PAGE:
London’s FTSE 100 tumbled 0.68 per cent today by midday, as higher commodity prices sparked fears of a spike in inflation.
The fall was led by declines in consumer staples and industrials stocks, as investors awaited Boris Johnson’s plan for a phased easing of business restrictions.
The prime minister will plot a path out of lockdown on Monday in a bid to gradually reopen the wounded £3tn economy.
The FTSE 250 similarly fell 0.58 per cent today.
Across the pond Wall Street’s main indexes opened lower today as climbing Treasury yields and prospects of rising inflation triggered valuation concerns, hitting shares of technology-related companies.
The Dow Jones Industrial Average fell 113.2 points, or 0.36 per cent, at the open to 31381.12. The S&P 500 fell 21.2 points, or 0.54 per cent, at the open to 3885.55, while the Nasdaq Composite dropped 160.3 points, or 1.16 per cent, to 13714.202 at the opening bell.
Elsewhere the pound hit a new three-year high of $1.4050 in early London trading on Monday, before stabilizing around the $1.40 level.
It comes as bullish investors bet on the UK’s vaccination rollout bringing about an economic recovery.
Sterling rose to its highest levels since April 2018 when it crossed $1.40 on Friday, having risen 2.4 per cent so far in 2021.
The FTSE 100 has recovered nearly 35 per cent from its March 2020 lows.
It is nearly 13 per cent away from its highest level last year, thanks to record stimulus measures and massive vaccine rollouts.
While higher prices muted the commodity-heavy FTSE 100, the FTSE 250 also dropped by 0.8 per cent, led by declines in financial stocks.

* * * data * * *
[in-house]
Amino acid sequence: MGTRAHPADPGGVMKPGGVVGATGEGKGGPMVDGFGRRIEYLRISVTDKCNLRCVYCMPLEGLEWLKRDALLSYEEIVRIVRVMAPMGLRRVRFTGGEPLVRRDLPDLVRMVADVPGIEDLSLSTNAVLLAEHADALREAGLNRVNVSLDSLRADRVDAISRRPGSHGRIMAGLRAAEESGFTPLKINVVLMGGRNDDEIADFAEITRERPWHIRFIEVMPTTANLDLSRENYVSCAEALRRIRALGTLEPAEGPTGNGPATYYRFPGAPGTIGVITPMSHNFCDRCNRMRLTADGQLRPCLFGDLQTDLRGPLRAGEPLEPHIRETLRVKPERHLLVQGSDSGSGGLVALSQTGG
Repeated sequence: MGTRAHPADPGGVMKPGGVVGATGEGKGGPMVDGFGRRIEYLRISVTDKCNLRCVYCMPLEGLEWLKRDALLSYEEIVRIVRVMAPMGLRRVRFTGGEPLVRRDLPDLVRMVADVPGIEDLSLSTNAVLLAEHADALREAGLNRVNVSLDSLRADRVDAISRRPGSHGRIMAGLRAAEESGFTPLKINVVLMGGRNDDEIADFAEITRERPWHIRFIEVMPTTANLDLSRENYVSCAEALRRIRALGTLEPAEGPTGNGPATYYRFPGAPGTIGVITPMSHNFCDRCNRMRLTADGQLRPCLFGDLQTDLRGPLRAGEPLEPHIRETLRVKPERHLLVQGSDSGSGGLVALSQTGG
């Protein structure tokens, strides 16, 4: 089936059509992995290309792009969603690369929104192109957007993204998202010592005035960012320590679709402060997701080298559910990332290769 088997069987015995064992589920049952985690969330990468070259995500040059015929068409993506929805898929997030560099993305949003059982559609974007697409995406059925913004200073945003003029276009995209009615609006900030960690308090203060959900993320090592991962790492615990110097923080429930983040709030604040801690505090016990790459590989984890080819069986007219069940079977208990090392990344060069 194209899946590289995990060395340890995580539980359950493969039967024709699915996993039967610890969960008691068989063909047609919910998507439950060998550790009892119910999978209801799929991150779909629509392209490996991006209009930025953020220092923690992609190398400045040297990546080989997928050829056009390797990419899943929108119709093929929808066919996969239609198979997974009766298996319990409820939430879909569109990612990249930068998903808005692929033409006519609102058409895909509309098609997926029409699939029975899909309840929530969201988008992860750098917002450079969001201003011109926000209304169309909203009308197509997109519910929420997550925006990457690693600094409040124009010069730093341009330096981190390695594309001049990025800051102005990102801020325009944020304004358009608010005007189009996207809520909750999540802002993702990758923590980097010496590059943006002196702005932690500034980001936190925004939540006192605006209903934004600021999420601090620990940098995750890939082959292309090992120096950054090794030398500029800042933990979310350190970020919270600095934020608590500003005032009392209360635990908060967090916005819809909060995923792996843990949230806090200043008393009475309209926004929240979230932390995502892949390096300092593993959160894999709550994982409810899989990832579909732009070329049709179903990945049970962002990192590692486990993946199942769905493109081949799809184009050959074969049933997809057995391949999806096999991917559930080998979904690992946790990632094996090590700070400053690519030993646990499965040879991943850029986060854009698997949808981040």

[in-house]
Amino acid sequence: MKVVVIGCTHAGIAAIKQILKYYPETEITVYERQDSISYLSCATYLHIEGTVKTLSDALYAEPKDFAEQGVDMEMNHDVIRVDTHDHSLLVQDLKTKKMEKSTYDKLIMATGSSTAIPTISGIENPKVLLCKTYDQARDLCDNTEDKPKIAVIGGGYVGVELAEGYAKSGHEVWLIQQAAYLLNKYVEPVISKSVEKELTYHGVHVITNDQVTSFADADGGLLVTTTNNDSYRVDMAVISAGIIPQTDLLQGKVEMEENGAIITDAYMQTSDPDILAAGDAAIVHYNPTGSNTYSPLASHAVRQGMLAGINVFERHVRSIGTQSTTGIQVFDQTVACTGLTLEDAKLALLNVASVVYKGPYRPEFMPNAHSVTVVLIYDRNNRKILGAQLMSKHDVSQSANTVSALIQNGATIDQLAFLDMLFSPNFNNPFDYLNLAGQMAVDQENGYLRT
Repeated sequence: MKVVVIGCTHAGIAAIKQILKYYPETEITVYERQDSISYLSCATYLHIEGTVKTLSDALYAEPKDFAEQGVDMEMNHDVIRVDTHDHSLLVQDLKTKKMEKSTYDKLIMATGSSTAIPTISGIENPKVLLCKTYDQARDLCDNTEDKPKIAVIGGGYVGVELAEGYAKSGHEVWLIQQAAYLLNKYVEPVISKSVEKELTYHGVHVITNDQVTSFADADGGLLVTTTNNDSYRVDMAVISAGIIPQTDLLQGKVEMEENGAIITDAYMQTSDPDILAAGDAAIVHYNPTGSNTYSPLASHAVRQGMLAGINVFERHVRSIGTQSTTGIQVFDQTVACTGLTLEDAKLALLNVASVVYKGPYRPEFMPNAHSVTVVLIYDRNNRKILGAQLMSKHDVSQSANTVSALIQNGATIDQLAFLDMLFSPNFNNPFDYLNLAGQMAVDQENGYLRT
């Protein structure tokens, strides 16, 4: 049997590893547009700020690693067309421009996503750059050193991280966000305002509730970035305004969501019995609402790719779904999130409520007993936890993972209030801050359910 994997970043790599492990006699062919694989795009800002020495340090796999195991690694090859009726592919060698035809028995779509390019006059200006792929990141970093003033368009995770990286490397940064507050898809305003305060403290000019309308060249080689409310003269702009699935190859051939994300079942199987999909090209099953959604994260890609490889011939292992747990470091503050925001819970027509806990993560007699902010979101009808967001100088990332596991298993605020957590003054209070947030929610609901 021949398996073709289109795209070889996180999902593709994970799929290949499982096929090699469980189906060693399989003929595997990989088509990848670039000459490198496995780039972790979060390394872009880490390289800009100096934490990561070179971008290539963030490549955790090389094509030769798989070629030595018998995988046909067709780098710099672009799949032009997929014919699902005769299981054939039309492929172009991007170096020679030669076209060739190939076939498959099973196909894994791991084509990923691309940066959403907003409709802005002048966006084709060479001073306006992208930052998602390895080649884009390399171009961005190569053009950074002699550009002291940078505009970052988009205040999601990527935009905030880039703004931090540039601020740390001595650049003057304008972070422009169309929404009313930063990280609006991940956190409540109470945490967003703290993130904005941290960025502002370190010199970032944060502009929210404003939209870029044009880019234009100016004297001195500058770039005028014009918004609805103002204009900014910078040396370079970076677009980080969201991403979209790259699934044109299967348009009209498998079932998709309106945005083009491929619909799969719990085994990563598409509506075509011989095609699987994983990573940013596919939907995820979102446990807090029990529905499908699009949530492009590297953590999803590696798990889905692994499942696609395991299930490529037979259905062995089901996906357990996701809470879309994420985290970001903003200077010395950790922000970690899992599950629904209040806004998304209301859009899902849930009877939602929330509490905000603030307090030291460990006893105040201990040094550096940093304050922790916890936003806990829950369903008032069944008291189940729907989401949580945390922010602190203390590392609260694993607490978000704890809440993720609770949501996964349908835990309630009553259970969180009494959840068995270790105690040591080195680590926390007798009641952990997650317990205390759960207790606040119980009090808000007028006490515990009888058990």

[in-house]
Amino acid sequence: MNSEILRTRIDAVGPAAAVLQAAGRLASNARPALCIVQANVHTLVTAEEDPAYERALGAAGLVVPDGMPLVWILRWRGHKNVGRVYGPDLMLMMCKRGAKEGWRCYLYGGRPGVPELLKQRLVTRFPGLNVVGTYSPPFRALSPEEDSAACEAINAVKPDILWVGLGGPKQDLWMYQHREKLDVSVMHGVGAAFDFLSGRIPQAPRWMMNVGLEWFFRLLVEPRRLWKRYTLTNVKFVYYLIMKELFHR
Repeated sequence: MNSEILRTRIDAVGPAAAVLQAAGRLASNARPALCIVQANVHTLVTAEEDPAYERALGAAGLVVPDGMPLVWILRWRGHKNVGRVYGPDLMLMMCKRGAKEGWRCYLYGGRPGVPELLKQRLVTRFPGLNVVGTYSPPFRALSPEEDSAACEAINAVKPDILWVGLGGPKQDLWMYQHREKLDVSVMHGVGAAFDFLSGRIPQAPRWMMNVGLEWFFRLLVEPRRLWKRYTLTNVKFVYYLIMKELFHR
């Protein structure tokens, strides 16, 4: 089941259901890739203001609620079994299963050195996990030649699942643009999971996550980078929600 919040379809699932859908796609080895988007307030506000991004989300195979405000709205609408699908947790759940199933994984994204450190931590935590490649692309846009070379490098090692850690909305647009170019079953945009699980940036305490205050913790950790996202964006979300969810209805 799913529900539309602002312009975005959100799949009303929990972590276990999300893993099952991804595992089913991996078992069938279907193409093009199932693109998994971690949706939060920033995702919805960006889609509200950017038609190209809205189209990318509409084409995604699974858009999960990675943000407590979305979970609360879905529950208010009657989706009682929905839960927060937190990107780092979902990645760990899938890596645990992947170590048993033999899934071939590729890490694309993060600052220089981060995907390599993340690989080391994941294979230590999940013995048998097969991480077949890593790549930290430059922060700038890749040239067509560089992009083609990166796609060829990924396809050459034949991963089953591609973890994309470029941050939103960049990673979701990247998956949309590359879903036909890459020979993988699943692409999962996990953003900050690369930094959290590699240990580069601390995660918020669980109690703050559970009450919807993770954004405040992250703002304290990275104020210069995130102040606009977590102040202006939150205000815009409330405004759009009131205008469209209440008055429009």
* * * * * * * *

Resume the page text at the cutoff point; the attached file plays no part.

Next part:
G4S was the biggest faller on the index after GardaWorld refused to raise its offer, clearing the way clear for the higher bid lodged by rival Allied Universal to succeed.
The morning’s biggest winner was British Airways-owner IAG, rising almost 6 per cent, followed by mining company Glencore, up by more than 4.6 per cent.
IAG said it raised total liquidity by £2.45bn, reaching final agreement for a £2bn loan, and through a deal to defer £450m of pension deficit contributions.
Flutter Entertainment and Antofagasta also rose 4 per cent and 2.7 per cent respectively.
Credit scorer Experian was the morning’s biggest faller, dropping by more than 4.2 per cent, closely followed by Ocado’s 3.9 per cent hit.
Meanwhile, Oil heavyweights BP and Royal Dutch Shell dipped 0.1 per cent and 0.3 per cent respectively, despite higher crude prices.
Around the world
Elsewhere, Chinese blue-chips slipped by almost 1.5 per cent after touching record highs last week, as concerns over policy tightening deterred investors.
Europe’s eurostoxx 50 and FTSE future both dropped 0.3 per cent and 0.7 per cent respectively.
European shares fell 1 per cent as hopes of a vaccine-led global economic recovery fuelled a rally in commodities and raised concerns over the risk of higher inflation.
The pan-European STOXX 600 index was on course for its worst day this month, led by declines in technology companies and retail stocks.
Germany’s benchmark stock index fell the most among its European peers, down 1.3 per cent.